Journalists discuss portrayal of Blacks on film, TV

The Philadelphia Association of Black Journalists led its annual discussion on Black Hollywood at WHYY in Center City on Wednesday. — TRIBUNE PHOTO BY ROBERT MENDELSOHN

The Philadelphia Association of Black Journalists (PABJ) hosted its 6th annual Monitoring Hollywood panel, “Black Power or Black Stereotypes?” furthering a dialogue about the state of Black images on television and the movies in 2013.

The panel featured eight media professionals — ranging from writers to movie directors who discussed the portrayal of Black women as mistresses in shows like “Scandal” and “Being Mary Jane,” colorism in Hollywood and the need for creative independence among Black filmmakers.

“Monitoring Hollywood was originated by the media monitoring committee of PABJ six years ago. We wanted an event where Black folks [could] talk about how we’re portrayed in Hollywood,” saidPABJ President Johann Calhoun. “So I’m happy as current president and former committee chair to see this event six years later still thriving.”

The meeting room at WHYY, where the event was held, was filled to capacity, with students, media professionals and educators, as the panelists shared their insights.

The general response as to whether such shows as “Scandal” and “Being Mary Jane” perpetuate stereotypes, was that they were not necessarily so, but instead a reflection of societal reality.

“Women can relate to ‘Being Mary Jane’,” said actor Christopher Mann. “We’ve seen people get caught up like that. “That stuff happens on a daily basis.”

If Black people are unsatisfied with what is being portrayed on television, the panelists agreed they should make it known through their actions.

“If you want to see something different, vote with your eyes, ears and dollars by watching something else,” said NewsWorks writer Solomon Jones. He noted that although he does not watch the shows, mainly because he prefers thrillers, he is glad to “see Black people working and that “it shows a portion of the human experience.”

Another key topic was discrimination against dark-skinned actors among African-American directors.

Specifically, the panelists debated whether or not Lupita Nyong’o would’ve been cast for her role in “Twelve Years A Slave,” if the movie was directed by an African-American instead of an Afro-Brit.

“Yes, because she was so phenomenal in the role,” said director Rel Dowdell.

Monica Peters, PABJ Vice President-Print, disagreed. “No, she wouldn’t, if it was an African-American male,” she said, adding that because “the Black community is in denial [that] there’s an extra layer of systematic racism against dark-skinned Black women,” Hollywood is “quiet” about it.

But, according to anchorwoman Jennifer Lewis-Hall, there is a dearth of not just dark-skinned Blacks in the media, but Black folks in general — in front of and behind the camera, presenting an even broader issue to be addressed.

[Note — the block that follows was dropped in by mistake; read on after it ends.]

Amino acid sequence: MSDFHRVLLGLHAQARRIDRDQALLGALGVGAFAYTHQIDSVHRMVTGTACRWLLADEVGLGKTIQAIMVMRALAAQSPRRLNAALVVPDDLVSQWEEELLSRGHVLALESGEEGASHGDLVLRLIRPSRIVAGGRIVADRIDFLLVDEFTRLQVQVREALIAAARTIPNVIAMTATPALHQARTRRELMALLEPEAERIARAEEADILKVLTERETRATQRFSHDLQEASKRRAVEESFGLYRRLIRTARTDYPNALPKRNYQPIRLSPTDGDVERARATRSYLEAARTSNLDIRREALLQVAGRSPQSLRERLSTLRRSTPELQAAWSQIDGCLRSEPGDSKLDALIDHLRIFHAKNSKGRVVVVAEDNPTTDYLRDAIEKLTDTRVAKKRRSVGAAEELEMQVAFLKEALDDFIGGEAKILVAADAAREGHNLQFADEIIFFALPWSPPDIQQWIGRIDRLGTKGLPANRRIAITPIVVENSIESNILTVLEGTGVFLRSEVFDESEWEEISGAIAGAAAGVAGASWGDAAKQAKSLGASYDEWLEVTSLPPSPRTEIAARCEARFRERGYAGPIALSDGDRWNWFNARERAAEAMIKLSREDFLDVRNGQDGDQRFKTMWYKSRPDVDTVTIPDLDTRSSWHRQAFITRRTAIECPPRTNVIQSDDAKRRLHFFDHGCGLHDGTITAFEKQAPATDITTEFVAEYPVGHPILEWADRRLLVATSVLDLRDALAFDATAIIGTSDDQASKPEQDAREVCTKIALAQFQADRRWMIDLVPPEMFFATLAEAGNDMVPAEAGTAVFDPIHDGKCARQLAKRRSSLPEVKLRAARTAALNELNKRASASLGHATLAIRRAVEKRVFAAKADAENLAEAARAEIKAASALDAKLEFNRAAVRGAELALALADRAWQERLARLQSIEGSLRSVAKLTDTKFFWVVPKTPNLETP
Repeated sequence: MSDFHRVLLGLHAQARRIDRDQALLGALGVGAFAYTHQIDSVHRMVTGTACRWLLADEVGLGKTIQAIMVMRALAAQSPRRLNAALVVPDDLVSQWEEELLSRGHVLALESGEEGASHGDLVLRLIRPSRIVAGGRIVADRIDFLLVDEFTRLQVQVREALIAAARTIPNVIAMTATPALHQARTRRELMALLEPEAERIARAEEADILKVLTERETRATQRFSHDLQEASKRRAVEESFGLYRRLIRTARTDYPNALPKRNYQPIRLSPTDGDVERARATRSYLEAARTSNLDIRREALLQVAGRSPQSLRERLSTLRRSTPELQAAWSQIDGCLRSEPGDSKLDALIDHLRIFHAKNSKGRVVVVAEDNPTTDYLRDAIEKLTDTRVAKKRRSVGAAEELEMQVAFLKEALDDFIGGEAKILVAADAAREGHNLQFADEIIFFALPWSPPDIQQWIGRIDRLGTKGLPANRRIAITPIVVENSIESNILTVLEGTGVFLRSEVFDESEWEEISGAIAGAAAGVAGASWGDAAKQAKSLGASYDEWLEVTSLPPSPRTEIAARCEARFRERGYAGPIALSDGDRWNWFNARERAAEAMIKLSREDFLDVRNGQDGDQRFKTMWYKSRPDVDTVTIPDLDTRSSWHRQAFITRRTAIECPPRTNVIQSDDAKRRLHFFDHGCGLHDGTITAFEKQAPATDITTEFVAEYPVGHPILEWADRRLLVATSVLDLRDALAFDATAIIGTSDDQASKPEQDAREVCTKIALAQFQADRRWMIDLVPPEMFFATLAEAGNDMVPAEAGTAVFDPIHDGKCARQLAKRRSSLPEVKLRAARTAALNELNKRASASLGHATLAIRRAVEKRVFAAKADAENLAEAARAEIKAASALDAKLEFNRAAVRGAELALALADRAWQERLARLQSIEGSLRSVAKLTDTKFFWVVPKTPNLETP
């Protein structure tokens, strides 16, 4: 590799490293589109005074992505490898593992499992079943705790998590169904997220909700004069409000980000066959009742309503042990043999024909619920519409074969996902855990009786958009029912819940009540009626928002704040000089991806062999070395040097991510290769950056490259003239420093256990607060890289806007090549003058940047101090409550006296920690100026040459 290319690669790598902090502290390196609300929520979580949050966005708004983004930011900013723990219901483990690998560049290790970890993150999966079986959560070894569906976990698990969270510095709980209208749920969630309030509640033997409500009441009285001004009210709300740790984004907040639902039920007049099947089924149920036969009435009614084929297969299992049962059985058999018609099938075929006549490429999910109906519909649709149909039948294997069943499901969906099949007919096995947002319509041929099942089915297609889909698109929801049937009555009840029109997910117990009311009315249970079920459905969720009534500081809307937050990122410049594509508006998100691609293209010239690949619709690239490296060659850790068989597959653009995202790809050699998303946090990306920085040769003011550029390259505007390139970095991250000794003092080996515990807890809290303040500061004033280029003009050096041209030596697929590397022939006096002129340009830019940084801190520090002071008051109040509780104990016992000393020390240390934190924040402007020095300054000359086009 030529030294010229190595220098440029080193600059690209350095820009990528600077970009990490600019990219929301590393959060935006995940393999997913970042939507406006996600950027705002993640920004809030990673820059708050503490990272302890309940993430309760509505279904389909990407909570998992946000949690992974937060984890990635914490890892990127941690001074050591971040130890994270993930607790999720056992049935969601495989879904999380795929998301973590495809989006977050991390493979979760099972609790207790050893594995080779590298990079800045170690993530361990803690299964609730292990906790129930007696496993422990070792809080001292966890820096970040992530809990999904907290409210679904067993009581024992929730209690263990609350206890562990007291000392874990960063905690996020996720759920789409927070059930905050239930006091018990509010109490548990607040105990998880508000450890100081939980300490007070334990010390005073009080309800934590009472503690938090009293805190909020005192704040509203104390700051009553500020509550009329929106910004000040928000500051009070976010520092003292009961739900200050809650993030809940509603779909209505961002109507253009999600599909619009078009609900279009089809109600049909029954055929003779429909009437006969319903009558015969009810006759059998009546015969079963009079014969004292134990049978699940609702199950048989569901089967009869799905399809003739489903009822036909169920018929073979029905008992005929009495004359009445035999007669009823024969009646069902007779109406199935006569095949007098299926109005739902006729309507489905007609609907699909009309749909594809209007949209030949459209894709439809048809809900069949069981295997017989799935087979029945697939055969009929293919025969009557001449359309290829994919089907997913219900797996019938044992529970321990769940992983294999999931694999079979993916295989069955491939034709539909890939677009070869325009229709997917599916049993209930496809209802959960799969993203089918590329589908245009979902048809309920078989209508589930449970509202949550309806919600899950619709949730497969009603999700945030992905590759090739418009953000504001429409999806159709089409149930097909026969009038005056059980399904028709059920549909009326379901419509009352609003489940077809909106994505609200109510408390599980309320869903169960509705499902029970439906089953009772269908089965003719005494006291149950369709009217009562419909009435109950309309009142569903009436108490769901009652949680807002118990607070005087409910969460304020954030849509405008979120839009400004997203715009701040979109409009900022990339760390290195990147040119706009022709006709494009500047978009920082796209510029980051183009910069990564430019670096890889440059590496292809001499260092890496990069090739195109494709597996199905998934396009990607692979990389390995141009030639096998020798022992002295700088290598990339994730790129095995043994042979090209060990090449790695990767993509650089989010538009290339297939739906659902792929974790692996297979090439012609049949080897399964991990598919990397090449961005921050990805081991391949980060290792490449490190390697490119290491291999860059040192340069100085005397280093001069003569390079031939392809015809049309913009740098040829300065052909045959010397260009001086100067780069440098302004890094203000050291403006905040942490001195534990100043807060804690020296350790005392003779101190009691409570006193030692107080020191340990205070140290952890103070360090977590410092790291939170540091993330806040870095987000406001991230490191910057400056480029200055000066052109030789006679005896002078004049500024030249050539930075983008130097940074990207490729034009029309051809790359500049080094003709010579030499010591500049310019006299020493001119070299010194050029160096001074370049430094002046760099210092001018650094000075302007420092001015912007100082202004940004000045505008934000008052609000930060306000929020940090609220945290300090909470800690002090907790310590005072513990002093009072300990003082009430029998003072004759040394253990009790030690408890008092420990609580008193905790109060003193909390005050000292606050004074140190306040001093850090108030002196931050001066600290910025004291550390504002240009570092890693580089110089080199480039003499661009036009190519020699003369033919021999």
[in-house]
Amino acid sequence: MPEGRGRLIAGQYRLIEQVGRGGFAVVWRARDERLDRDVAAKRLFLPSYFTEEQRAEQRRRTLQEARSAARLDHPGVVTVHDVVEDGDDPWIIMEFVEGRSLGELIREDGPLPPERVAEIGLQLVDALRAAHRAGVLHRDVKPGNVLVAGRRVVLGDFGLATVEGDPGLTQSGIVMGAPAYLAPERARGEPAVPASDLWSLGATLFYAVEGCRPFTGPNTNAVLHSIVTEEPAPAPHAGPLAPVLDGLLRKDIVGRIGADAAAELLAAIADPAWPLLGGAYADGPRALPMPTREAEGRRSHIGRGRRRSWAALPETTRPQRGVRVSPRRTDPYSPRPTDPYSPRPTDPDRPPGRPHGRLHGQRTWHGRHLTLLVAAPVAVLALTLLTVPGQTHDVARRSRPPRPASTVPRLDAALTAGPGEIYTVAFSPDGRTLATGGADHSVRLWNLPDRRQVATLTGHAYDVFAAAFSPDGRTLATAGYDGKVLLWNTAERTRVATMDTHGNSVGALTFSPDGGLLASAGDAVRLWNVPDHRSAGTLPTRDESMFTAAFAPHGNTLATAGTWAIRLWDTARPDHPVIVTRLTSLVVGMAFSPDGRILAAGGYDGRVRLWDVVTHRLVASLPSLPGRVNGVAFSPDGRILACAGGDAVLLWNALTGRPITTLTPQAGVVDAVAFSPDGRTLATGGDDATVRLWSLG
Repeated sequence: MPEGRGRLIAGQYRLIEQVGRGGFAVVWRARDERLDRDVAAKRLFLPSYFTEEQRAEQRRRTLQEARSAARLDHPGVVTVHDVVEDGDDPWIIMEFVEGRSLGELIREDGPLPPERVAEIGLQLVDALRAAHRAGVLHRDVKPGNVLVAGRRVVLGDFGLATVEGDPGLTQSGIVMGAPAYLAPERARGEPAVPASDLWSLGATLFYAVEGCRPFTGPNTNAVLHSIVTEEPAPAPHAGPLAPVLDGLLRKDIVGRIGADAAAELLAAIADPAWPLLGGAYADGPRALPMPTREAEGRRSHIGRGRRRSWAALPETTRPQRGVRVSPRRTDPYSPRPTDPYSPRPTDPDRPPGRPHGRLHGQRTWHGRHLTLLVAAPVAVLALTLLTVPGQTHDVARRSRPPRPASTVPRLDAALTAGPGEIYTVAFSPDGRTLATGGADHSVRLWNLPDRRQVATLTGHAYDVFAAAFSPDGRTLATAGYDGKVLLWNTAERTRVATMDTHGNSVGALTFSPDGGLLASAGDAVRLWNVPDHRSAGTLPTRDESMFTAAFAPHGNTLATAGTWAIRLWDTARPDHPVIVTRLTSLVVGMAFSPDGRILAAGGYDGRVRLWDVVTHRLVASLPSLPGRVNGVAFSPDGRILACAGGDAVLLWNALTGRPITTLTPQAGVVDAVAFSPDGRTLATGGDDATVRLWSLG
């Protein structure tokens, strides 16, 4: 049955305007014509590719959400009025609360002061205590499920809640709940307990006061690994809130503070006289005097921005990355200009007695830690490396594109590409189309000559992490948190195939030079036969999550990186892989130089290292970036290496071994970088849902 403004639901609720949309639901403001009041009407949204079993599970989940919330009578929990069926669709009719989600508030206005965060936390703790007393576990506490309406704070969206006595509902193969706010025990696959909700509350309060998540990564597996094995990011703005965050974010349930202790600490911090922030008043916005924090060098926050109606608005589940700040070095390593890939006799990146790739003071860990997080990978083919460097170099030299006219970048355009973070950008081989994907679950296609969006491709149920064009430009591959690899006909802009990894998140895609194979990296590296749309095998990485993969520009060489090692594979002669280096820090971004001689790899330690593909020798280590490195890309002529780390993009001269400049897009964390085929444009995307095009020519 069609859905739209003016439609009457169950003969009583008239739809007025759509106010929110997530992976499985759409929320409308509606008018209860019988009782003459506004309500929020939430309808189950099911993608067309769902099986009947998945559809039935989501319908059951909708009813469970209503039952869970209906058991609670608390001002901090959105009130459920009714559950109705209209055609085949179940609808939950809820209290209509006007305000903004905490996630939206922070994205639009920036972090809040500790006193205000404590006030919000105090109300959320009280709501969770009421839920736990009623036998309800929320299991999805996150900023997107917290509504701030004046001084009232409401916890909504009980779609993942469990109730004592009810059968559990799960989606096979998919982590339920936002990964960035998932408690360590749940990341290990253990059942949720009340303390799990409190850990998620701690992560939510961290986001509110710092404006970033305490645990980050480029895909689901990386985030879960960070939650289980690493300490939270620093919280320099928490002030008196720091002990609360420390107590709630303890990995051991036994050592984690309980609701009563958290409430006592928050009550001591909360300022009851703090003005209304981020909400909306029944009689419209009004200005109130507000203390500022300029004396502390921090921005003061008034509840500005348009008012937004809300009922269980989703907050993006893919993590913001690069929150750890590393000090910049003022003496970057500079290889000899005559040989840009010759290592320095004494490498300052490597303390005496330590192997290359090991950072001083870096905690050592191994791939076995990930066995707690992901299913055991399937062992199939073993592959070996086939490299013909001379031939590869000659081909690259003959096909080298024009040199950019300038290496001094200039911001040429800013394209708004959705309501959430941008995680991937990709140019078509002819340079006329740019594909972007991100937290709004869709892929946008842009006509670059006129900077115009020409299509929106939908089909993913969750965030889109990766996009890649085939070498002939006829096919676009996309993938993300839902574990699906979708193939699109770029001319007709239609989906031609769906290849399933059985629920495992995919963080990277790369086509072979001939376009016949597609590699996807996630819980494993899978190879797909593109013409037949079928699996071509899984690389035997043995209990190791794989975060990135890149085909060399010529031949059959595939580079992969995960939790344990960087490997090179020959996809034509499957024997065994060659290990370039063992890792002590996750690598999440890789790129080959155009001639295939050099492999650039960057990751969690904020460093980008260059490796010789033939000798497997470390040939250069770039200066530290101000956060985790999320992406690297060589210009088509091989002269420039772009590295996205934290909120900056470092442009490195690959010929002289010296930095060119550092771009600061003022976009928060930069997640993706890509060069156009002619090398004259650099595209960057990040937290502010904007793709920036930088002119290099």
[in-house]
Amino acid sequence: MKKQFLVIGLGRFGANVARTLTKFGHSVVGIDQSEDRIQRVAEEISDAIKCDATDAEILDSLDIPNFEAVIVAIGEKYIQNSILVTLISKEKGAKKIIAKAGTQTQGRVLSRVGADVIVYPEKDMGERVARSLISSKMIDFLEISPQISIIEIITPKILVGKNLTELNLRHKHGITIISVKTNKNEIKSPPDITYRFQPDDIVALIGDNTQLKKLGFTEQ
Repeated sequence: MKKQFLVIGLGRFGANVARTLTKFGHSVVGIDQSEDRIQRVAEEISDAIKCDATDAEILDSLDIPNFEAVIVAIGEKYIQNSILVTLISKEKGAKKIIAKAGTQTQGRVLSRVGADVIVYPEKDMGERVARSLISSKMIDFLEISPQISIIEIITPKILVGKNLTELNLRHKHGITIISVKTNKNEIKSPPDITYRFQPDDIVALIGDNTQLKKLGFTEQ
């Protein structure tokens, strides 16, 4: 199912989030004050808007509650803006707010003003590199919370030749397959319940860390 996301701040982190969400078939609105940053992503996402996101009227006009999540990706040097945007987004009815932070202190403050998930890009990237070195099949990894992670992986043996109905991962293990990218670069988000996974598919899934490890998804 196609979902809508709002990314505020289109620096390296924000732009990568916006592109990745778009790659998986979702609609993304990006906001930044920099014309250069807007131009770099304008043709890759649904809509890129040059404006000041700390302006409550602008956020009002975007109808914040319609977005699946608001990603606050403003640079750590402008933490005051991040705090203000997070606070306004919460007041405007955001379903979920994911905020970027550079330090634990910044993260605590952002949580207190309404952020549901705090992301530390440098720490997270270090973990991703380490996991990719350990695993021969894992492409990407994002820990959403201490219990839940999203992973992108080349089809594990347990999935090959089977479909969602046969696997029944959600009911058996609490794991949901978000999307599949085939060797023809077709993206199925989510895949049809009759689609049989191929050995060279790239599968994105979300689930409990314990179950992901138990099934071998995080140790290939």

“There are fewer African-Americans working now than there were in the early 2000s,” Lewis-Hall said. “So we have some work to do.”

She charged the audience to encourage youth to begin creating their own content and to support the Black content that is being produced.

“Make sure that if that’s important to you, that you do something about it, to continue to educate the next generation and expose them to what you do, get them interested in writing and reading and producing and being directors,” Lewis-Hall said. “And I also want people to know that how you spend your money and what you choose to do speaks volumes. This is a business. We’re 13 percent of the population, but we buy 12 percent of the movie tickets. Go see a movie, whether you like that movie or not expose yourself to it so you can debate about it … that’s a way to support people in the industry. You have to effect change that way as well.”

Other panelists said more autonomy is necessary to address the imaging issues — that Blacks should be proactive in creating their own content.

“We don’t have to play the white man’s game, we can succeed without them,” said activist and attorney Michael Coard. “Let’s do our own thing.”

Jones said this independence is important, but added there would have to also be a sustaining force in order for it to succeed.

“I am hopeful that our people will continue to progress in terms of the images we put out about ourselves and that we won’t depend so much on Hollywood giving us a chance, that we will create our own chances as we’ve always done,” he said. “But we need our people to support it. We can talk about all day and night long that we want something different, but if we don’t support something different, then that something different can’t survive.”

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